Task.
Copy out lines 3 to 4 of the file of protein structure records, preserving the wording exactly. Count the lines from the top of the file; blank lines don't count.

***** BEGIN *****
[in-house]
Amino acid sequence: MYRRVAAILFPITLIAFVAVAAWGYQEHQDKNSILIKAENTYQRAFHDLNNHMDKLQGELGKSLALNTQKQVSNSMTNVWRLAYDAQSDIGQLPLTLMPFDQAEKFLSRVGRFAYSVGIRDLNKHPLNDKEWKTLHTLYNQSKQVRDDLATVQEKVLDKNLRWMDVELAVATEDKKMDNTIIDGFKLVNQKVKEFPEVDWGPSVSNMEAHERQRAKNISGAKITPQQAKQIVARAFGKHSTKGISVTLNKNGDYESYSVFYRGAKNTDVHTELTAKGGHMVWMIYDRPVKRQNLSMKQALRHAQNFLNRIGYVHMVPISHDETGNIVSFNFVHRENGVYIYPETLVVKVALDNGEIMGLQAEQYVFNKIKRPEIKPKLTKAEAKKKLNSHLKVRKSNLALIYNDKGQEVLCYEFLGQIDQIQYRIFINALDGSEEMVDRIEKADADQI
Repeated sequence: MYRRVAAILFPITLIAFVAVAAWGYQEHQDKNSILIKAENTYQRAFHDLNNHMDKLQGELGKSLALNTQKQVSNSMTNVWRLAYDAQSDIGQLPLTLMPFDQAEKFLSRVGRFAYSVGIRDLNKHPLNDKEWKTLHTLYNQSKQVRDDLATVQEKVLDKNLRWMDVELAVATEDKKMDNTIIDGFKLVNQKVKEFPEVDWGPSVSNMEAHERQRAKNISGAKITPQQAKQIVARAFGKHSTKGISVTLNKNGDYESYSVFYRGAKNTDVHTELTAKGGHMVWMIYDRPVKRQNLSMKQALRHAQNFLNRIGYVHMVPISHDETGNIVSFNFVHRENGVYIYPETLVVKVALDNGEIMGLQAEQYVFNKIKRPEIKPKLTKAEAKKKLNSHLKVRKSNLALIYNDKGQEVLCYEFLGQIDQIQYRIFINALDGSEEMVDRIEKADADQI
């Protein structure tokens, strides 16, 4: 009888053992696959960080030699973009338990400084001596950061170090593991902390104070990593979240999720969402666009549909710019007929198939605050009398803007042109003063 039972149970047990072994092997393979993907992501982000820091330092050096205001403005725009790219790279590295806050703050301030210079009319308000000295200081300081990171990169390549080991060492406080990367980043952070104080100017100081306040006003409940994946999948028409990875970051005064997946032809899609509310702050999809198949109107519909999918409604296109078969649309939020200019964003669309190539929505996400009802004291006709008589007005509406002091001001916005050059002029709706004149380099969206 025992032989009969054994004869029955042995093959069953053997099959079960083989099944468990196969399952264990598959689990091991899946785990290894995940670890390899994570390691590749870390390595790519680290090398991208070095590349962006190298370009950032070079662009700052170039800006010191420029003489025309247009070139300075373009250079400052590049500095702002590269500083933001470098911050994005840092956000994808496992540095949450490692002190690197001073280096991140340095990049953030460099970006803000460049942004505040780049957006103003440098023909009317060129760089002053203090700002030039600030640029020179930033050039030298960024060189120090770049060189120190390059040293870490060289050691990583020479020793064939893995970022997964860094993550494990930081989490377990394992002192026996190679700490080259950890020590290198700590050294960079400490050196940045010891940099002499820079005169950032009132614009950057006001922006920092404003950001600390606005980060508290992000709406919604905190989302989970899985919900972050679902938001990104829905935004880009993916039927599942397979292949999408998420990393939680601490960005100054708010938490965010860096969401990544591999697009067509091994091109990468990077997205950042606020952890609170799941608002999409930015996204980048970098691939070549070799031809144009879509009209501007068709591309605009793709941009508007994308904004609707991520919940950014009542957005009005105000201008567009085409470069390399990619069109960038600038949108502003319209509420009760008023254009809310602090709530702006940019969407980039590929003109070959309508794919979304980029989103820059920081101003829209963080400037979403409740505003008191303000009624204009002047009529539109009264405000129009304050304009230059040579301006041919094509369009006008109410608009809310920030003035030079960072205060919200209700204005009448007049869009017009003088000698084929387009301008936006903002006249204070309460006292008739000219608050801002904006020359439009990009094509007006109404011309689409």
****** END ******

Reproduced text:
Repeated sequence: MYRRVAAILFPITLIAFVAVAAWGYQEHQDKNSILIKAENTYQRAFHDLNNHMDKLQGELGKSLALNTQKQVSNSMTNVWRLAYDAQSDIGQLPLTLMPFDQAEKFLSRVGRFAYSVGIRDLNKHPLNDKEWKTLHTLYNQSKQVRDDLATVQEKVLDKNLRWMDVELAVATEDKKMDNTIIDGFKLVNQKVKEFPEVDWGPSVSNMEAHERQRAKNISGAKITPQQAKQIVARAFGKHSTKGISVTLNKNGDYESYSVFYRGAKNTDVHTELTAKGGHMVWMIYDRPVKRQNLSMKQALRHAQNFLNRIGYVHMVPISHDETGNIVSFNFVHRENGVYIYPETLVVKVALDNGEIMGLQAEQYVFNKIKRPEIKPKLTKAEAKKKLNSHLKVRKSNLALIYNDKGQEVLCYEFLGQIDQIQYRIFINALDGSEEMVDRIEKADADQI
């Protein structure tokens, strides 16, 4: 009888053992696959960080030699973009338990400084001596950061170090593991902390104070990593979240999720969402666009549909710019007929198939605050009398803007042109003063 039972149970047990072994092997393979993907992501982000820091330092050096205001403005725009790219790279590295806050703050301030210079009319308000000295200081300081990171990169390549080991060492406080990367980043952070104080100017100081306040006003409940994946999948028409990875970051005064997946032809899609509310702050999809198949109107519909999918409604296109078969649309939020200019964003669309190539929505996400009802004291006709008589007005509406002091001001916005050059002029709706004149380099969206 025992032989009969054994004869029955042995093959069953053997099959079960083989099944468990196969399952264990598959689990091991899946785990290894995940670890390899994570390691590749870390390595790519680290090398991208070095590349962006190298370009950032070079662009700052170039800006010191420029003489025309247009070139300075373009250079400052590049500095702002590269500083933001470098911050994005840092956000994808496992540095949450490692002190690197001073280096991140340095990049953030460099970006803000460049942004505040780049957006103003440098023909009317060129760089002053203090700002030039600030640029020179930033050039030298960024060189120090770049060189120190390059040293870490060289050691990583020479020793064939893995970022997964860094993550494990930081989490377990394992002192026996190679700490080259950890020590290198700590050294960079400490050196940045010891940099002499820079005169950032009132614009950057006001922006920092404003950001600390606005980060508290992000709406919604905190989302989970899985919900972050679902938001990104829905935004880009993916039927599942397979292949999408998420990393939680601490960005100054708010938490965010860096969401990544591999697009067509091994091109990468990077997205950042606020952890609170799941608002999409930015996204980048970098691939070549070799031809144009879509009209501007068709591309605009793709941009508007994308904004609707991520919940950014009542957005009005105000201008567009085409470069390399990619069109960038600038949108502003319209509420009760008023254009809310602090709530702006940019969407980039590929003109070959309508794919979304980029989103820059920081101003829209963080400037979403409740505003008191303000009624204009002047009529539109009264405000129009304050304009230059040579301006041919094509369009006008109410608009809310920030003035030079960072205060919200209700204005009448007049869009017009003088000698084929387009301008936006903002006249204070309460006292008739000219608050801002904006020359439009990009094509007006109404011309689409």